General Ransom's order. I communicated with General Vaughn fully as to Kedd's breach of arrest and escape. I also sent two men in pursuit of him, but I have little thought of capturing him very soon. He rode an uncommonly fine horse, and is a very shrewd villain.
Very respectfully, your obedient servant,
JAS. W. HUMES,
Lieutenant-Colonel, Commanding Detachment Second Brigade.
MAY 7, 1864.
This officer should be dropped from rolls as a deserter.
COUNTY COURT, April Term, 1864.
On motion, the chairman of court appointed L. M. King, F. W. Earnest, and Joseph R. Anderson a committee to memorialize Lieutenant-General Longstreet, through this court, to grant relief ot the citizens of this county form depredations form soldiers, and report immediately to this court.
BLOUNTSVILLE, April 4, 1864.
STATE OF TENNESSEE,
SIR: We, the undersigned citizens of said county, being a committee appointed by the worshipful county court of this county to draft a suitable memorial to you in behalf of the citizens of the county, do most respectfully submit the following:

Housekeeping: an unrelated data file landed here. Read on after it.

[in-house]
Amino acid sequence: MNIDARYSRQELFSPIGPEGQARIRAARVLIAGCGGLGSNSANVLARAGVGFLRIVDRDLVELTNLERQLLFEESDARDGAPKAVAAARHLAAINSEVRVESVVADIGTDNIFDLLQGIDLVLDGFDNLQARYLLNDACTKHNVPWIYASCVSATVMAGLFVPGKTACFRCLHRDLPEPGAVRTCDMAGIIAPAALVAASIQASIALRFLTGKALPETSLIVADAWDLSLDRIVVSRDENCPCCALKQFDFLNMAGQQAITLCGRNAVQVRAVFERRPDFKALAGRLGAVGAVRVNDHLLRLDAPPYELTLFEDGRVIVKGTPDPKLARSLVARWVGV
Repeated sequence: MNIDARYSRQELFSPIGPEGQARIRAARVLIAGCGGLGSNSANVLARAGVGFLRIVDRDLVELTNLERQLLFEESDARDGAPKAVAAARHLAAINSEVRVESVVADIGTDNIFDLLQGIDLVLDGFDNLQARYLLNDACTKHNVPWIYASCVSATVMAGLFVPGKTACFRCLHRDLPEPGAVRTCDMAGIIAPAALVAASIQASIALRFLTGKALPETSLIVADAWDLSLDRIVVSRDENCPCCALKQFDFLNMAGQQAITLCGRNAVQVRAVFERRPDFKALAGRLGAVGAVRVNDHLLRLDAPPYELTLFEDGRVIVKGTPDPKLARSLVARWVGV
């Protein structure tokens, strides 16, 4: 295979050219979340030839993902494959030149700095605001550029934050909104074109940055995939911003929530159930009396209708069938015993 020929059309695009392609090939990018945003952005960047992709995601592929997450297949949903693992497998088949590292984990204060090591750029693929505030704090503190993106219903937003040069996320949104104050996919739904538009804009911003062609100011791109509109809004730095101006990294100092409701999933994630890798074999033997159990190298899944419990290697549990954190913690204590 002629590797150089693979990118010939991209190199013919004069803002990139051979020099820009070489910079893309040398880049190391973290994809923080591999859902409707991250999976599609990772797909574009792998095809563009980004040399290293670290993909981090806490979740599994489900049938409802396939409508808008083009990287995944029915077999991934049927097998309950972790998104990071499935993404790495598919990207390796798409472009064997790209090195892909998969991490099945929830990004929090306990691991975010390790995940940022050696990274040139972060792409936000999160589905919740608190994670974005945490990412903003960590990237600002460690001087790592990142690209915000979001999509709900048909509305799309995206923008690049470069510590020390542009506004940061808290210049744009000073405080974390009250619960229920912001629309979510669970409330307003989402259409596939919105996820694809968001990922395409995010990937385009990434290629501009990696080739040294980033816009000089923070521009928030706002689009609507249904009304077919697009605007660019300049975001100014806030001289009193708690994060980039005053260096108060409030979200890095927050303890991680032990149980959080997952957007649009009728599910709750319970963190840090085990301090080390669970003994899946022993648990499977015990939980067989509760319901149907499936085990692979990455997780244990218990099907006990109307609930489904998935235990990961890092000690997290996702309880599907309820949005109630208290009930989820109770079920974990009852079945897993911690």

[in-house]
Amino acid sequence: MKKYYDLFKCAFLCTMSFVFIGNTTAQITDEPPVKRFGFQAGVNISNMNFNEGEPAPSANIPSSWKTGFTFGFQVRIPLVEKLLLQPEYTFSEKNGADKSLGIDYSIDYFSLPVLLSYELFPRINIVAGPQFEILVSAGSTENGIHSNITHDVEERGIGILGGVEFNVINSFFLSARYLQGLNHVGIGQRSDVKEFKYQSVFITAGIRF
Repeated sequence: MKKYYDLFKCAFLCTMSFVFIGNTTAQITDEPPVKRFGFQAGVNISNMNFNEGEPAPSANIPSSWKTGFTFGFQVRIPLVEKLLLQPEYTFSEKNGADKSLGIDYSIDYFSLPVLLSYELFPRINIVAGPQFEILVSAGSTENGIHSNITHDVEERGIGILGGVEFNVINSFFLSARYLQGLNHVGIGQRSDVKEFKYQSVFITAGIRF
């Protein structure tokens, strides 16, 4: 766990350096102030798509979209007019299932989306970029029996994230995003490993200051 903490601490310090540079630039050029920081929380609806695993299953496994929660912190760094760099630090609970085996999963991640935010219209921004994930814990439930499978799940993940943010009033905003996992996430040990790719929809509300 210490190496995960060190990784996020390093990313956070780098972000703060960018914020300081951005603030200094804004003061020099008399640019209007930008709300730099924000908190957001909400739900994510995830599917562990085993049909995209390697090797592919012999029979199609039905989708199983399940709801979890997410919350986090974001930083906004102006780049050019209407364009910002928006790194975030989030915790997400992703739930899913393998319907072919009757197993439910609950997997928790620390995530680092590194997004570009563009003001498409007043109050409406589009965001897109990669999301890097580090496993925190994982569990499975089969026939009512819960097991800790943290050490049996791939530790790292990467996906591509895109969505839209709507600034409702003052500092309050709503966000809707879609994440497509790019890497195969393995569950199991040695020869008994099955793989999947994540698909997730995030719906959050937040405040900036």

This county has furnished in all about 2,000 troops for the defense of the South and Southern institutions, a large number of whom have left poor families dependent upon the citizens for support, and owing to the present system of impressments and the daily violations of the laws governing the impressment of supplies we are utterly unable conservator of our rights, and in the name of humanity and the cause of Southern independence we appeal to you for protecting and relief. Families are being daily robbed of the supplies absolutely necessary for their support, by officers of the army, claiming to be authorized by you, while a well-organized system of robbery is carried on all over the country day and night, the only authority claimed for which is the terror of the bayonet. If this state of things continues it will not only demoralize an ruin the army, btu will force good men to quit the ranks and return tot heir homes to defend their families against the excesses and outrages of unprincipled men soldiers, who plunder and rob with impunity when we are already reduced to a bare subsistence. Many of the impressments, we think, made by officers are in positive violation of the law of Congress and the orders of General Cooper on the subject. We are willing, as we ever have been, to contribute tot he utmost of our ability to a cause so vital to our social and political existence. In considera-